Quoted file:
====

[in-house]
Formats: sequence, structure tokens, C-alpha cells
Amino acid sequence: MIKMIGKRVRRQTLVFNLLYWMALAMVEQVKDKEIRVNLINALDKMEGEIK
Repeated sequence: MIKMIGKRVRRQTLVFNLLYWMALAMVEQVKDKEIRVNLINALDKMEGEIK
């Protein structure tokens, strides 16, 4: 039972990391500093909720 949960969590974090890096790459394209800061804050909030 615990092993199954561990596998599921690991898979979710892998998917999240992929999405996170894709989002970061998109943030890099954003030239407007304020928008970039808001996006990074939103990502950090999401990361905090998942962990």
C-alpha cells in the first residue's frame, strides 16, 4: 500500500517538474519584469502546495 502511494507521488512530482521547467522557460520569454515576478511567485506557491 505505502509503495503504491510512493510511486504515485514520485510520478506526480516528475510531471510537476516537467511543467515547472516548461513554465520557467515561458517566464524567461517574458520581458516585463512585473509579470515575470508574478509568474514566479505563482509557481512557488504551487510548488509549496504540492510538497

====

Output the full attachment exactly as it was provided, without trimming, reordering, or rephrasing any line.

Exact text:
[in-house]
Formats: sequence, structure tokens, C-alpha cells
Amino acid sequence: MIKMIGKRVRRQTLVFNLLYWMALAMVEQVKDKEIRVNLINALDKMEGEIK
Repeated sequence: MIKMIGKRVRRQTLVFNLLYWMALAMVEQVKDKEIRVNLINALDKMEGEIK
């Protein structure tokens, strides 16, 4: 039972990391500093909720 949960969590974090890096790459394209800061804050909030 615990092993199954561990596998599921690991898979979710892998998917999240992929999405996170894709989002970061998109943030890099954003030239407007304020928008970039808001996006990074939103990502950090999401990361905090998942962990």
C-alpha cells in the first residue's frame, strides 16, 4: 500500500517538474519584469502546495 502511494507521488512530482521547467522557460520569454515576478511567485506557491 505505502509503495503504491510512493510511486504515485514520485510520478506526480516528475510531471510537476516537467511543467515547472516548461513554465520557467515561458517566464524567461517574458520581458516585463512585473509579470515575470508574478509568474514566479505563482509557481512557488504551487510548488509549496504540492510538497